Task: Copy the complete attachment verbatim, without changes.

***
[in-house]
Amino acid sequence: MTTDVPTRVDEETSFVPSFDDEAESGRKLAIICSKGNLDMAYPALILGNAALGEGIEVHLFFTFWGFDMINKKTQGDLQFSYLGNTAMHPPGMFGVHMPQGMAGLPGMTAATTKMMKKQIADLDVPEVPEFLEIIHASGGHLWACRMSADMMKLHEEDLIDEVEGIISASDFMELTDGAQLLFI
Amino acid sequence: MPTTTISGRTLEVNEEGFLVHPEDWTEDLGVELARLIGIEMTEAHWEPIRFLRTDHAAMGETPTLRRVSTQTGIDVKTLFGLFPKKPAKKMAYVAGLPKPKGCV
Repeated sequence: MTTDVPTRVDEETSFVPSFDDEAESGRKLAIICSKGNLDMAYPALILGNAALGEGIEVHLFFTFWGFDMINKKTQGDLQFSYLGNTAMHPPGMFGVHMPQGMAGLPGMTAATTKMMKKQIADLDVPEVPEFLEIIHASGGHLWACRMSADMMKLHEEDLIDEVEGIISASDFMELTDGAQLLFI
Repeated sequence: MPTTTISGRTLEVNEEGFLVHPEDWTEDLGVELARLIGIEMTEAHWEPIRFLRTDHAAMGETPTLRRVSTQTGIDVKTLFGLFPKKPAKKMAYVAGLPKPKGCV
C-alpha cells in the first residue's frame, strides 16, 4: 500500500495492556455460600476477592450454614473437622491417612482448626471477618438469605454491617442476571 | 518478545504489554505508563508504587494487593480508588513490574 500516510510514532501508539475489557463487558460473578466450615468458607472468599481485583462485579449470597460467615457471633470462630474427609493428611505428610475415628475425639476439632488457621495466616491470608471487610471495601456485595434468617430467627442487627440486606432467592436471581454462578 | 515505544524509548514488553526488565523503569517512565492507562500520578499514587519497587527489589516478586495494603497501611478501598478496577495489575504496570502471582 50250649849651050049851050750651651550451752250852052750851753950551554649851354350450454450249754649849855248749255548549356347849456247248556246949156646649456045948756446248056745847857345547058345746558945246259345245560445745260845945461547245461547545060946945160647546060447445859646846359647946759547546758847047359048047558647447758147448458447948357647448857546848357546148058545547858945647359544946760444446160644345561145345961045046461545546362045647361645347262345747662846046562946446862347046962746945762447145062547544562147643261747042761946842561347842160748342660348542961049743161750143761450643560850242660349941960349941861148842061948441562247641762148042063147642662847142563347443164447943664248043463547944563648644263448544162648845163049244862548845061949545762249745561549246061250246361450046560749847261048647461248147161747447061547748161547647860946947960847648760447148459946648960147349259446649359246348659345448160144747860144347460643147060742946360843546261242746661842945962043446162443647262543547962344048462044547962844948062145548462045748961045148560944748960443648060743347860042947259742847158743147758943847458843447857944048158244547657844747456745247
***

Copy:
[in-house]
Amino acid sequence: MTTDVPTRVDEETSFVPSFDDEAESGRKLAIICSKGNLDMAYPALILGNAALGEGIEVHLFFTFWGFDMINKKTQGDLQFSYLGNTAMHPPGMFGVHMPQGMAGLPGMTAATTKMMKKQIADLDVPEVPEFLEIIHASGGHLWACRMSADMMKLHEEDLIDEVEGIISASDFMELTDGAQLLFI
Amino acid sequence: MPTTTISGRTLEVNEEGFLVHPEDWTEDLGVELARLIGIEMTEAHWEPIRFLRTDHAAMGETPTLRRVSTQTGIDVKTLFGLFPKKPAKKMAYVAGLPKPKGCV
Repeated sequence: MTTDVPTRVDEETSFVPSFDDEAESGRKLAIICSKGNLDMAYPALILGNAALGEGIEVHLFFTFWGFDMINKKTQGDLQFSYLGNTAMHPPGMFGVHMPQGMAGLPGMTAATTKMMKKQIADLDVPEVPEFLEIIHASGGHLWACRMSADMMKLHEEDLIDEVEGIISASDFMELTDGAQLLFI
Repeated sequence: MPTTTISGRTLEVNEEGFLVHPEDWTEDLGVELARLIGIEMTEAHWEPIRFLRTDHAAMGETPTLRRVSTQTGIDVKTLFGLFPKKPAKKMAYVAGLPKPKGCV
C-alpha cells in the first residue's frame, strides 16, 4: 500500500495492556455460600476477592450454614473437622491417612482448626471477618438469605454491617442476571 | 518478545504489554505508563508504587494487593480508588513490574 500516510510514532501508539475489557463487558460473578466450615468458607472468599481485583462485579449470597460467615457471633470462630474427609493428611505428610475415628475425639476439632488457621495466616491470608471487610471495601456485595434468617430467627442487627440486606432467592436471581454462578 | 515505544524509548514488553526488565523503569517512565492507562500520578499514587519497587527489589516478586495494603497501611478501598478496577495489575504496570502471582 50250649849651050049851050750651651550451752250852052750851753950551554649851354350450454450249754649849855248749255548549356347849456247248556246949156646649456045948756446248056745847857345547058345746558945246259345245560445745260845945461547245461547545060946945160647546060447445859646846359647946759547546758847047359048047558647447758147448458447948357647448857546848357546148058545547858945647359544946760444446160644345561145345961045046461545546362045647361645347262345747662846046562946446862347046962746945762447145062547544562147643261747042761946842561347842160748342660348542961049743161750143761450643560850242660349941960349941861148842061948441562247641762148042063147642662847142563347443164447943664248043463547944563648644263448544162648845163049244862548845061949545762249745561549246061250246361450046560749847261048647461248147161747447061547748161547647860946947960847648760447148459946648960147349259446649359246348659345448160144747860144347460643147060742946360843546261242746661842945962043446162443647262543547962344048462044547962844948062145548462045748961045148560944748960443648060743347860042947259742847158743147758943847458843447857944048158244547657844747456745247